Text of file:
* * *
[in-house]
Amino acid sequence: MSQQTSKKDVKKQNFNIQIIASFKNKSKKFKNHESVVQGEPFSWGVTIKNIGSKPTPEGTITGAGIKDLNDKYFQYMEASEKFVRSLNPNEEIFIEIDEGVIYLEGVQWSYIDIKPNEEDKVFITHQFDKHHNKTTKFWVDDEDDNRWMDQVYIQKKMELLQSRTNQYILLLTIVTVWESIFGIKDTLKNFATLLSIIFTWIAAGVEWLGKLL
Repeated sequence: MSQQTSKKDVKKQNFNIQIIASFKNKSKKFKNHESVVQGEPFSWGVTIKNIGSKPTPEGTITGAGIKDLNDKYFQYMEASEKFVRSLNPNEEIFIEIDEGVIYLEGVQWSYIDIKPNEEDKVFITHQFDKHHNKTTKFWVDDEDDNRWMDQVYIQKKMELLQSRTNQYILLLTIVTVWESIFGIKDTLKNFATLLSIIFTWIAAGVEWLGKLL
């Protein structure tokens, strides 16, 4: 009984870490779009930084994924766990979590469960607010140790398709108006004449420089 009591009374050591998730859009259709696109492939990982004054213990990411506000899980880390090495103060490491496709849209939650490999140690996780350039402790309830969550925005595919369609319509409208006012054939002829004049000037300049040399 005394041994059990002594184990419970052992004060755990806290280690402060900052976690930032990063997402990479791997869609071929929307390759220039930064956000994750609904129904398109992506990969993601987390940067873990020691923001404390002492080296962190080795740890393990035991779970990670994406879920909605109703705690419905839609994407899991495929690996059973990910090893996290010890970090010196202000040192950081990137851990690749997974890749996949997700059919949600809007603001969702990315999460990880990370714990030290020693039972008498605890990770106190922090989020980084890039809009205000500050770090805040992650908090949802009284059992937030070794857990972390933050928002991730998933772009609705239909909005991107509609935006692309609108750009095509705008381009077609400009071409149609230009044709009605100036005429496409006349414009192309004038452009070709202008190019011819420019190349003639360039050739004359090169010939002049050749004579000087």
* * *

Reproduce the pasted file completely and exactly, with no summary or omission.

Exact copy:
[in-house]
Amino acid sequence: MSQQTSKKDVKKQNFNIQIIASFKNKSKKFKNHESVVQGEPFSWGVTIKNIGSKPTPEGTITGAGIKDLNDKYFQYMEASEKFVRSLNPNEEIFIEIDEGVIYLEGVQWSYIDIKPNEEDKVFITHQFDKHHNKTTKFWVDDEDDNRWMDQVYIQKKMELLQSRTNQYILLLTIVTVWESIFGIKDTLKNFATLLSIIFTWIAAGVEWLGKLL
Repeated sequence: MSQQTSKKDVKKQNFNIQIIASFKNKSKKFKNHESVVQGEPFSWGVTIKNIGSKPTPEGTITGAGIKDLNDKYFQYMEASEKFVRSLNPNEEIFIEIDEGVIYLEGVQWSYIDIKPNEEDKVFITHQFDKHHNKTTKFWVDDEDDNRWMDQVYIQKKMELLQSRTNQYILLLTIVTVWESIFGIKDTLKNFATLLSIIFTWIAAGVEWLGKLL
């Protein structure tokens, strides 16, 4: 009984870490779009930084994924766990979590469960607010140790398709108006004449420089 009591009374050591998730859009259709696109492939990982004054213990990411506000899980880390090495103060490491496709849209939650490999140690996780350039402790309830969550925005595919369609319509409208006012054939002829004049000037300049040399 005394041994059990002594184990419970052992004060755990806290280690402060900052976690930032990063997402990479791997869609071929929307390759220039930064956000994750609904129904398109992506990969993601987390940067873990020691923001404390002492080296962190080795740890393990035991779970990670994406879920909605109703705690419905839609994407899991495929690996059973990910090893996290010890970090010196202000040192950081990137851990690749997974890749996949997700059919949600809007603001969702990315999460990880990370714990030290020693039972008498605890990770106190922090989020980084890039809009205000500050770090805040992650908090949802009284059992937030070794857990972390933050928002991730998933772009609705239909909005991107509609935006692309609108750009095509705008381009077609400009071409149609230009044709009605100036005429496409006349414009192309004038452009070709202008190019011819420019190349003639360039050739004359090169010939002049050749004579000087």